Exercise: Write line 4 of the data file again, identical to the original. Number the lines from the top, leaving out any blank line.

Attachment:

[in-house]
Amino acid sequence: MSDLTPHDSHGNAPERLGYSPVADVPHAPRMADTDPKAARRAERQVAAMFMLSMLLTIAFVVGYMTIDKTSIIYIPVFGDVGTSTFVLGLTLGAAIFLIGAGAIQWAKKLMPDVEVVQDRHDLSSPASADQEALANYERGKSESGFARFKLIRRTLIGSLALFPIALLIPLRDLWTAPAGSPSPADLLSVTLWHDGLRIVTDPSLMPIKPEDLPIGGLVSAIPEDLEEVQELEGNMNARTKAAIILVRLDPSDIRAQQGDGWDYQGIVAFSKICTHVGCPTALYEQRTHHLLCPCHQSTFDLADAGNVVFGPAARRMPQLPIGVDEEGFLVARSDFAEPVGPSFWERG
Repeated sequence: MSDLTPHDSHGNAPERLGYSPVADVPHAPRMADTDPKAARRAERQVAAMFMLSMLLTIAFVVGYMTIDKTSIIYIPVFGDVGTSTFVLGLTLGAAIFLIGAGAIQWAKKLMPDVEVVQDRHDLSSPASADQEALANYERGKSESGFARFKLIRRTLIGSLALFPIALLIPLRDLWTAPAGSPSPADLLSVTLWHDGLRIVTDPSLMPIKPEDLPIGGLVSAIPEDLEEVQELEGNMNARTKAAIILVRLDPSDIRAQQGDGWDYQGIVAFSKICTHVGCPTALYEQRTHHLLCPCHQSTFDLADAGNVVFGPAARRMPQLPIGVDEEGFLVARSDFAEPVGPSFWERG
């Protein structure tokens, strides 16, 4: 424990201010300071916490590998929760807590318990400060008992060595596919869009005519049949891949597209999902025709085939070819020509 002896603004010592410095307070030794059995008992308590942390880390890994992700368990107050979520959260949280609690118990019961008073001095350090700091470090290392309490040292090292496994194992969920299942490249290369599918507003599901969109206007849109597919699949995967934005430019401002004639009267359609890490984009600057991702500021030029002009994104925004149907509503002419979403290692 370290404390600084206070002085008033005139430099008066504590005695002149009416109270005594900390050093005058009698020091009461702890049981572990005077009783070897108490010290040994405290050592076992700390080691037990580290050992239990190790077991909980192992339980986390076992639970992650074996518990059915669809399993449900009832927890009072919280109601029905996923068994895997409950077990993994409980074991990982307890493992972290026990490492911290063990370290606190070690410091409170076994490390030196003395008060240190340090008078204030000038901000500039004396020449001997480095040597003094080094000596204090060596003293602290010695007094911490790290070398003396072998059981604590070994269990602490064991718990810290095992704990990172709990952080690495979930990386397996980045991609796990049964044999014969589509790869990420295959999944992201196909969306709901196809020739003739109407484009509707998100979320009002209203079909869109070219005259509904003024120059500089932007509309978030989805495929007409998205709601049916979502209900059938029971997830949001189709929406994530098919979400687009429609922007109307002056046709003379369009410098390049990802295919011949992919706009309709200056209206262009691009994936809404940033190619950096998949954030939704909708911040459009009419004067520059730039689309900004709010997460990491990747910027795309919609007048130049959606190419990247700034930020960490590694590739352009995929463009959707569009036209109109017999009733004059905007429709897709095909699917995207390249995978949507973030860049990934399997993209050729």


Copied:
């Protein structure tokens, strides 16, 4: 424990201010300071916490590998929760807590318990400060008992060595596919869009005519049949891949597209999902025709085939070819020509 002896603004010592410095307070030794059995008992308590942390880390890994992700368990107050979520959260949280609690118990019961008073001095350090700091470090290392309490040292090292496994194992969920299942490249290369599918507003599901969109206007849109597919699949995967934005430019401002004639009267359609890490984009600057991702500021030029002009994104925004149907509503002419979403290692 370290404390600084206070002085008033005139430099008066504590005695002149009416109270005594900390050093005058009698020091009461702890049981572990005077009783070897108490010290040994405290050592076992700390080691037990580290050992239990190790077991909980192992339980986390076992639970992650074996518990059915669809399993449900009832927890009072919280109601029905996923068994895997409950077990993994409980074991990982307890493992972290026990490492911290063990370290606190070690410091409170076994490390030196003395008060240190340090008078204030000038901000500039004396020449001997480095040597003094080094000596204090060596003293602290010695007094911490790290070398003396072998059981604590070994269990602490064991718990810290095992704990990172709990952080690495979930990386397996980045991609796990049964044999014969589509790869990420295959999944992201196909969306709901196809020739003739109407484009509707998100979320009002209203079909869109070219005259509904003024120059500089932007509309978030989805495929007409998205709601049916979502209900059938029971997830949001189709929406994530098919979400687009429609922007109307002056046709003379369009410098390049990802295919011949992919706009309709200056209206262009691009994936809404940033190619950096998949954030939704909708911040459009009419004067520059730039689309900004709010997460990491990747910027795309919609007048130049959606190419990247700034930020960490590694590739352009995929463009959707569009036209109109017999009733004059905007429709897709095909699917995207390249995978949507973030860049990934399997993209050729």